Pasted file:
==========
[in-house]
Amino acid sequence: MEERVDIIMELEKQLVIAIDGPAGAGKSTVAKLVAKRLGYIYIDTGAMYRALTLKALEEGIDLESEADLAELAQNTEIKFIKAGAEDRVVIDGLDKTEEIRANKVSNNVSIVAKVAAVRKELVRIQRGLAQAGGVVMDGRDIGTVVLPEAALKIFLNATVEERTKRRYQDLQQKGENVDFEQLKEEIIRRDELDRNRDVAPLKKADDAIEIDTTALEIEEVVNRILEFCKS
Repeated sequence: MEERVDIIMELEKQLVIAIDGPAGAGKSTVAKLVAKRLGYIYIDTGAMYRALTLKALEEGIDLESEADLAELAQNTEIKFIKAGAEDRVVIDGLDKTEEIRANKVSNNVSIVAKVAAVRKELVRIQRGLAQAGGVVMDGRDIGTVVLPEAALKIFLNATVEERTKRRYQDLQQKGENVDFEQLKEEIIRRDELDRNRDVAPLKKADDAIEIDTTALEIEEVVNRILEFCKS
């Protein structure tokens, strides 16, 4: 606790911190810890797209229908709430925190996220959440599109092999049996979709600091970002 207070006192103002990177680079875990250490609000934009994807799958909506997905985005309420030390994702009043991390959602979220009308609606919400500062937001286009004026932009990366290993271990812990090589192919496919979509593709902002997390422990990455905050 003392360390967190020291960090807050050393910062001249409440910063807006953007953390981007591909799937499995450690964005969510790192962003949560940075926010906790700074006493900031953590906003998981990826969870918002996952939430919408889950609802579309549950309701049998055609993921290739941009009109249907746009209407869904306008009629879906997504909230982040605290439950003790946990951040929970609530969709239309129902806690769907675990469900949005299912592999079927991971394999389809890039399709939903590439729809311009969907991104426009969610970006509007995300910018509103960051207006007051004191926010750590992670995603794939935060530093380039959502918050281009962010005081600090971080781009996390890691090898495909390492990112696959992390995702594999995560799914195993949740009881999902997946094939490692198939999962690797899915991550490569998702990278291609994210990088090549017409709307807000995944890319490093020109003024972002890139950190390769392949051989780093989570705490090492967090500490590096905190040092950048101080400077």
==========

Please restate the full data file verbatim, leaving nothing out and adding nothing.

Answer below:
[in-house]
Amino acid sequence: MEERVDIIMELEKQLVIAIDGPAGAGKSTVAKLVAKRLGYIYIDTGAMYRALTLKALEEGIDLESEADLAELAQNTEIKFIKAGAEDRVVIDGLDKTEEIRANKVSNNVSIVAKVAAVRKELVRIQRGLAQAGGVVMDGRDIGTVVLPEAALKIFLNATVEERTKRRYQDLQQKGENVDFEQLKEEIIRRDELDRNRDVAPLKKADDAIEIDTTALEIEEVVNRILEFCKS
Repeated sequence: MEERVDIIMELEKQLVIAIDGPAGAGKSTVAKLVAKRLGYIYIDTGAMYRALTLKALEEGIDLESEADLAELAQNTEIKFIKAGAEDRVVIDGLDKTEEIRANKVSNNVSIVAKVAAVRKELVRIQRGLAQAGGVVMDGRDIGTVVLPEAALKIFLNATVEERTKRRYQDLQQKGENVDFEQLKEEIIRRDELDRNRDVAPLKKADDAIEIDTTALEIEEVVNRILEFCKS
């Protein structure tokens, strides 16, 4: 606790911190810890797209229908709430925190996220959440599109092999049996979709600091970002 207070006192103002990177680079875990250490609000934009994807799958909506997905985005309420030390994702009043991390959602979220009308609606919400500062937001286009004026932009990366290993271990812990090589192919496919979509593709902002997390422990990455905050 003392360390967190020291960090807050050393910062001249409440910063807006953007953390981007591909799937499995450690964005969510790192962003949560940075926010906790700074006493900031953590906003998981990826969870918002996952939430919408889950609802579309549950309701049998055609993921290739941009009109249907746009209407869904306008009629879906997504909230982040605290439950003790946990951040929970609530969709239309129902806690769907675990469900949005299912592999079927991971394999389809890039399709939903590439729809311009969907991104426009969610970006509007995300910018509103960051207006007051004191926010750590992670995603794939935060530093380039959502918050281009962010005081600090971080781009996390890691090898495909390492990112696959992390995702594999995560799914195993949740009881999902997946094939490692198939999962690797899915991550490569998702990278291609994210990088090549017409709307807000995944890319490093020109003024972002890139950190390769392949051989780093989570705490090492967090500490590096905190040092950048101080400077």